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Sleep 'cleans' the brain of toxins

Sleep 'cleans' the brain of toxins
The brain uses sleep to wash away the waste toxins built up during a hard day's thinking, researchers have shown. The US team believe the "waste removal system" is one of the fundamental reasons for sleep. Their study, in the journal Science, showed brain cells shrink during sleep to open up the gaps between neurons and allow fluid to wash the brain clean. They also suggest that failing to clear away some toxic proteins may play a role in brain disorders. One big question for sleep researchers is why do animals sleep at all when it leaves them vulnerable to predators? It has been shown to have a big role in the fixing of memories in the brain and learning, but a team at the University of Rochester Medical Centre believe that "housework" may be one of the primary reasons for sleep. "The brain only has limited energy at its disposal and it appears that it must choose between two different functional states - awake and aware or asleep and cleaning up," said researcher Dr Maiken Nedergaard.

Understanding Sleep: Deep Sleep, REM Sleep, Cycles, Stages, and The power of sleep Many of us try to sleep as little as possible. There are so many things that seem more interesting or important than getting a few more hours of sleep, but just as exercise and nutrition are essential for optimal health and happiness, so is sleep. The quality of your sleep directly affects the quality of your waking life, including your mental sharpness, productivity, emotional balance, creativity, physical vitality, and even your weight. No other activity delivers so many benefits with so little effort! Understanding sleep Sleep isn’t exactly a time when your body and brain shut off. The good news is that you don't have to choose between health and productivity. Myths and Facts about Sleep Myth 1: Getting just one hour less sleep per night won’t affect your daytime functioning. Myth 2: Your body adjusts quickly to different sleep schedules. Myth 3: Extra sleep at night can cure you of problems with excessive daytime fatigue. How many hours of sleep do you need? REM sleep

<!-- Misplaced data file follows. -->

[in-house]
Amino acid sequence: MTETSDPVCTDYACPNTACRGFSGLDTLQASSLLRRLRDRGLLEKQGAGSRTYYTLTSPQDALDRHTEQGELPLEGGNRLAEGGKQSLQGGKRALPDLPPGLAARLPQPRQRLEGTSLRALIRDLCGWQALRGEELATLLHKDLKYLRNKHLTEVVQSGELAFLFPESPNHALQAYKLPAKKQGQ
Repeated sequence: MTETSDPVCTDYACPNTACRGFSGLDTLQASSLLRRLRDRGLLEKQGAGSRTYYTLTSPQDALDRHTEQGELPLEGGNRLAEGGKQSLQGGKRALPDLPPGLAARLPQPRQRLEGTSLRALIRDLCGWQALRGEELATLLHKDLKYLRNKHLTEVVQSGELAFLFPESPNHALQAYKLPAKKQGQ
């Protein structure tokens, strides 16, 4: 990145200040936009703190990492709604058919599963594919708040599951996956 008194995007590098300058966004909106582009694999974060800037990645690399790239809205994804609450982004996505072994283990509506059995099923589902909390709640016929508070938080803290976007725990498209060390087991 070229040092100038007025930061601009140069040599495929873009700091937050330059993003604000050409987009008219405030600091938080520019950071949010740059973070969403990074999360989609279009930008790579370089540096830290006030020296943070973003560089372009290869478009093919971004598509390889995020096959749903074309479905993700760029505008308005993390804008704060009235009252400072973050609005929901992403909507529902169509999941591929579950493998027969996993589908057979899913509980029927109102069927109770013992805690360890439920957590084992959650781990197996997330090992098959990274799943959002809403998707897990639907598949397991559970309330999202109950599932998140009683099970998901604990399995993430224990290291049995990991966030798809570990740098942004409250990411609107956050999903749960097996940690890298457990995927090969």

Sleep Studies: Tests & Results According to the National Institutes of Health, 50 to 70 million Americans are affected by chronic sleep disorders and intermittent sleep problems that can significantly diminish health, alertness and safety. Untreated sleep disorders have been linked to hypertension, heart disease, stroke, depression, diabetes and other chronic diseases. Sleep problems can take many forms and can involve too little sleep, too much sleep or inadequate quality of sleep. The Institute of Medicine recently estimated in its report, Sleep Disorders and Sleep Deprivation: An Unmet Public Health Problem , that “hundreds of billions of dollars a year are spent on direct medical costs related to sleep disorders such as doctor visits, hospital services, prescriptions, and over-the-counter medications.” Sleep problems and lack of sleep can affect everything from personal and work productivity to behavioral and relationship problems. Sleep problems can have serious consequences. Should Your Sleep Be Evaluated?